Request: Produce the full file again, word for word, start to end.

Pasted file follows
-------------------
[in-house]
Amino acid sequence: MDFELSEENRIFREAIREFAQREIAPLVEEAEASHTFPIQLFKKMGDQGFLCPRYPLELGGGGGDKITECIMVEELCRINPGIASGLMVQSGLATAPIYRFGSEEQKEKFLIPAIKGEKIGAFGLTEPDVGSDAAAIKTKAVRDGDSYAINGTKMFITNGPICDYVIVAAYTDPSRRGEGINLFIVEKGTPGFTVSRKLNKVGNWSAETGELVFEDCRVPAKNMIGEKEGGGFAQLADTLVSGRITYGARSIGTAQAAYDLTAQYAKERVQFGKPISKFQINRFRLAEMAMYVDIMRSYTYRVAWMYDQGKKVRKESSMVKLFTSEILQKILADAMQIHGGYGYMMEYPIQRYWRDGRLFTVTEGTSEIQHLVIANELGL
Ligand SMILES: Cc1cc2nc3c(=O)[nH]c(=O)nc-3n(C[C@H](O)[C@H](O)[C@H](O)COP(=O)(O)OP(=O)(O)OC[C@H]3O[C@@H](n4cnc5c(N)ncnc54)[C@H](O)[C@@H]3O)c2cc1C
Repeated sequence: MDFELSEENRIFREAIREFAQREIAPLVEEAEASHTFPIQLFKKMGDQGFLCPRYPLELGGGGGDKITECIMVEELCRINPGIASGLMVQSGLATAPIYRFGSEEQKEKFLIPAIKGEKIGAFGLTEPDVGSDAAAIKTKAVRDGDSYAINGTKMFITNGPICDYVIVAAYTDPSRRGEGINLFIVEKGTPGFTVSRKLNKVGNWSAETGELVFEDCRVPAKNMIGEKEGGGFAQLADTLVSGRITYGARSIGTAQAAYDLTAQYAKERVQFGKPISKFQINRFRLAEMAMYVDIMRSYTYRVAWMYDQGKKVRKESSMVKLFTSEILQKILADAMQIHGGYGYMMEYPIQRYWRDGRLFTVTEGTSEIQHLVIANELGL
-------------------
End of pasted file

[in-house]
Amino acid sequence: MDFELSEENRIFREAIREFAQREIAPLVEEAEASHTFPIQLFKKMGDQGFLCPRYPLELGGGGGDKITECIMVEELCRINPGIASGLMVQSGLATAPIYRFGSEEQKEKFLIPAIKGEKIGAFGLTEPDVGSDAAAIKTKAVRDGDSYAINGTKMFITNGPICDYVIVAAYTDPSRRGEGINLFIVEKGTPGFTVSRKLNKVGNWSAETGELVFEDCRVPAKNMIGEKEGGGFAQLADTLVSGRITYGARSIGTAQAAYDLTAQYAKERVQFGKPISKFQINRFRLAEMAMYVDIMRSYTYRVAWMYDQGKKVRKESSMVKLFTSEILQKILADAMQIHGGYGYMMEYPIQRYWRDGRLFTVTEGTSEIQHLVIANELGL
Ligand SMILES: Cc1cc2nc3c(=O)[nH]c(=O)nc-3n(C[C@H](O)[C@H](O)[C@H](O)COP(=O)(O)OP(=O)(O)OC[C@H]3O[C@@H](n4cnc5c(N)ncnc54)[C@H](O)[C@@H]3O)c2cc1C
Repeated sequence: MDFELSEENRIFREAIREFAQREIAPLVEEAEASHTFPIQLFKKMGDQGFLCPRYPLELGGGGGDKITECIMVEELCRINPGIASGLMVQSGLATAPIYRFGSEEQKEKFLIPAIKGEKIGAFGLTEPDVGSDAAAIKTKAVRDGDSYAINGTKMFITNGPICDYVIVAAYTDPSRRGEGINLFIVEKGTPGFTVSRKLNKVGNWSAETGELVFEDCRVPAKNMIGEKEGGGFAQLADTLVSGRITYGARSIGTAQAAYDLTAQYAKERVQFGKPISKFQINRFRLAEMAMYVDIMRSYTYRVAWMYDQGKKVRKESSMVKLFTSEILQKILADAMQIHGGYGYMMEYPIQRYWRDGRLFTVTEGTSEIQHLVIANELGL